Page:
It’s a dark cold night, as I’m clouded with uncertainty, trudging through the sidewalk in haze, I bear witness to pillars above me that release an orange yellow blaze.
Well-lit banks of concrete guide me as mechanical monstrosities navigate in a still river of asphalt while the blaze of the seemingly endless row of pillars that line this artificial shore becomes mist and lightly sprays everything in its reach with an aura-like illumination.
During my aimless wandering, I’m reminded of a past life I’m not so sure I had lived.
Even Alexandria required only one pharos.
The rumble of passing engines scarcely resembled the crashing of the surf against the rocks in Fundy, but its coincidental similarities were all too clear to me. The rumbling, crashing through solid barriers and creating an echo-sphere out of harmony with all other sounds as amplified or as discrete as its creator intended them to be, did seem to me an unnatural duplicate, but it leaves you nonetheless thankful for this sense. At the very least you begin to realize how much you’ve taken it for granted when you note how much complaining you’ve had to make others endure as you whine about vibrations that are displeasing to the aural palate. Yet there are some out there, born without.
Numbers and figures would seem to tell you a different story, one of carelessness and ignorance, where those at the helm would intend to waver through one another and storm the man-made shore with a hazardous brutality resulting in a regrettable mortality. I observed with great humility that those behind the controls employed not even a fraction of the skill possessed by Phoenician navigators of the ancient past and that they were now driven by a God-like arrogance. Perhaps déjà vu comes from more than one past life.
I paused for a quick rest and took note of the towering grasses. In a burst of life they seemed to have been fired upwards from a single seed underground. Suddenly it seemed clear why their tops were so aptly named. Quite obtusely I began to contemplate. Would these towers continue growing? Once the pharoses lining the shores were burnt out and the dark upward horizon turned light blue, would each organism renew its vow to touch the face of its golden purveyor of life? Climbing higher and higher with its arms extended as if it were an infant reaching for a loving embrace from its mother. What of the creatures underground? Were they there simply because they lacked the ambition of their surface cousins? Or was it convenient to tunnel as a means of transportation? I’m sure at its start it was created with the most noble of intentions. All paying for a communal chariot, but the chariot had become overburdened and overcrowded. These Titans now banished to the subterranean would have to make due with an environment that was depreciating in its looks and function while those above were at the helm with their hazardous brutality resulting in regrettable mortality because of their self-appointed arrogance.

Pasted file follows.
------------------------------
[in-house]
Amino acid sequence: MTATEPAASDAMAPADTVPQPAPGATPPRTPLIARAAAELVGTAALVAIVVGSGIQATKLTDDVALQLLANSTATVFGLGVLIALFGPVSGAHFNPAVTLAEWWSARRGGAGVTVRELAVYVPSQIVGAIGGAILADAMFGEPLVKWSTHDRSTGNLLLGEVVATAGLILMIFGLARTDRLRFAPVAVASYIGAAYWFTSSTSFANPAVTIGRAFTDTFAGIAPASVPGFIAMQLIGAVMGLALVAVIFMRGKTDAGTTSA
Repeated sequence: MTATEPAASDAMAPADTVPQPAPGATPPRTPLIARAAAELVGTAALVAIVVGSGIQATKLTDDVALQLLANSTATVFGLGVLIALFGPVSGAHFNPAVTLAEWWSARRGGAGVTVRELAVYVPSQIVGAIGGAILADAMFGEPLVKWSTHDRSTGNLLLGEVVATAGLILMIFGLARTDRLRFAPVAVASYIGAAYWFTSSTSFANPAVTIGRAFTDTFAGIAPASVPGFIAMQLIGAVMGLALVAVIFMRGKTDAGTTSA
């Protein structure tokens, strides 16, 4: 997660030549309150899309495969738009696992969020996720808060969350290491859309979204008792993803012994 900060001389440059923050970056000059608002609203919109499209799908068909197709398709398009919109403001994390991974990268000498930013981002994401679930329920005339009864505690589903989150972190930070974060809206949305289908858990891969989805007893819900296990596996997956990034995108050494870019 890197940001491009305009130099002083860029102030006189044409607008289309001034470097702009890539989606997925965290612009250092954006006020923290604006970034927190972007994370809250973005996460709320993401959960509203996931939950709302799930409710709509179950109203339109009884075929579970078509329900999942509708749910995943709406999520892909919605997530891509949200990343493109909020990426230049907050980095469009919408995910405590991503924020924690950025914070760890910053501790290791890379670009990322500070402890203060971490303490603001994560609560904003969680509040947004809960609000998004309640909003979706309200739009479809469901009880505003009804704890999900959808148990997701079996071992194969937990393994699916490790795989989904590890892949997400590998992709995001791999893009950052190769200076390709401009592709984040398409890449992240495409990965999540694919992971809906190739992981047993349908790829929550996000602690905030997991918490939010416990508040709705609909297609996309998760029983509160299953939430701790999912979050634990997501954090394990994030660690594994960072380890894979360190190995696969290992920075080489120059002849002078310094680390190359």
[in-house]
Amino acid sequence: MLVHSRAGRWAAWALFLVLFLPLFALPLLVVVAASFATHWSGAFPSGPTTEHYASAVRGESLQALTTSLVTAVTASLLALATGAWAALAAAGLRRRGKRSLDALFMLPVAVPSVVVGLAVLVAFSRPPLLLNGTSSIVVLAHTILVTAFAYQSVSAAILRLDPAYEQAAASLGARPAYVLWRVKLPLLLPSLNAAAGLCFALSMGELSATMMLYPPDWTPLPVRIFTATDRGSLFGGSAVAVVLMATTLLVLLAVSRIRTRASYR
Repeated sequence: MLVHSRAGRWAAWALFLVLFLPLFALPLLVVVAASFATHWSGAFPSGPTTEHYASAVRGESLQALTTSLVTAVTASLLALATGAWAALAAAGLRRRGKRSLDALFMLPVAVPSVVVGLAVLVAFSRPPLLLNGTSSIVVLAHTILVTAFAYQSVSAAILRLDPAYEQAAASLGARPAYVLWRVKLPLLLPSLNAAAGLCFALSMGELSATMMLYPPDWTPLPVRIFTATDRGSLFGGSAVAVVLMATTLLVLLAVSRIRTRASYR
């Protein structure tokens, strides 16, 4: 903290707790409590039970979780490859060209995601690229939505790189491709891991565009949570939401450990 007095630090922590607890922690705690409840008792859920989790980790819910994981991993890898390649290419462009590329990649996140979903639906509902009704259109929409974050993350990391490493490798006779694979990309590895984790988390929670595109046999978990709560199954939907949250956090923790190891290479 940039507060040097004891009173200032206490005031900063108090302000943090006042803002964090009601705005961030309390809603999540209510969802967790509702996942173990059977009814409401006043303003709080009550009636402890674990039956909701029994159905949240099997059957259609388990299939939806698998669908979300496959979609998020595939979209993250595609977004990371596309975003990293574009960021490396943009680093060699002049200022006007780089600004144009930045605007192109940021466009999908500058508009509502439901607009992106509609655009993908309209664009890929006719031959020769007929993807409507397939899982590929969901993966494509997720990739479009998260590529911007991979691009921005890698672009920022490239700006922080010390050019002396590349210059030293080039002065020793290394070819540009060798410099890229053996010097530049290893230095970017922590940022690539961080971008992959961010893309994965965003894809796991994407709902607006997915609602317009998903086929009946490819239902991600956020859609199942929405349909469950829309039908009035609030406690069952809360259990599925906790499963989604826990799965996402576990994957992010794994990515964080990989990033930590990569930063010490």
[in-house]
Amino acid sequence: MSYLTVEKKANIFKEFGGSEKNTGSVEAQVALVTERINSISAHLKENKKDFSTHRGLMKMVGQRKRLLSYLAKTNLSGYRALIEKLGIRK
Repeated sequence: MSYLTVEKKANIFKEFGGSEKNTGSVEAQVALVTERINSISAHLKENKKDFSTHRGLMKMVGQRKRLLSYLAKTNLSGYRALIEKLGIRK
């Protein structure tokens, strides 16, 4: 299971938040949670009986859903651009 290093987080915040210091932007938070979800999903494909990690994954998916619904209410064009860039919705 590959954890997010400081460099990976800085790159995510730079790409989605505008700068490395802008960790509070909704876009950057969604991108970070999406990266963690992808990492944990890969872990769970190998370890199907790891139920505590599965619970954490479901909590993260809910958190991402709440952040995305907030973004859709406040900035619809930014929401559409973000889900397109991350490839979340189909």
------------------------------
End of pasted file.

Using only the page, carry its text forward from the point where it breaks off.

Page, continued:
Still above them the Olympians travelled unseen in several castles of fog. A look into the night sky would show you the hunter aiming his bow, out to catch a meal as he traversed the horizon without regard to those who bore witness to his endeavours. Flying on his wings, you could hear a hiss-like roar and actually see the blinking red and blue lights of Hermes. Undoubtedly relaying messages from sky castle to sky castle as I’d seen him do several times a rotation, casting a shadow the odd time.
As I kept pacing forward I noticed a strange phenomenon. A doppelganger had been following me the whole time. A sinister brood incognito, leading at times and trailing at others; his pursuit seeming light at times as though he were taking it playfully. Rounding around my origin he mimicked my every step and even pranced about in a manner I understood to be offensive. An attempt to outrun proved ineffective as he matched me stride for stride. I hurled a punch downwards to where his face would be but his fist matched mine and even as I let out a yell of pain for my now-shattered knuckles it silently mirrored me. His body language revealed to me that this was all too funny—faceless indeed, he delighted in my misfortune, making a mockery of everything I stood for. Only in slumber and absolute darkness did his treachery disappear. I came to and noticed a dried out maple leaf. It had once stood for life and now through its demise, embodied renewal. It stood for everything I knew to be true.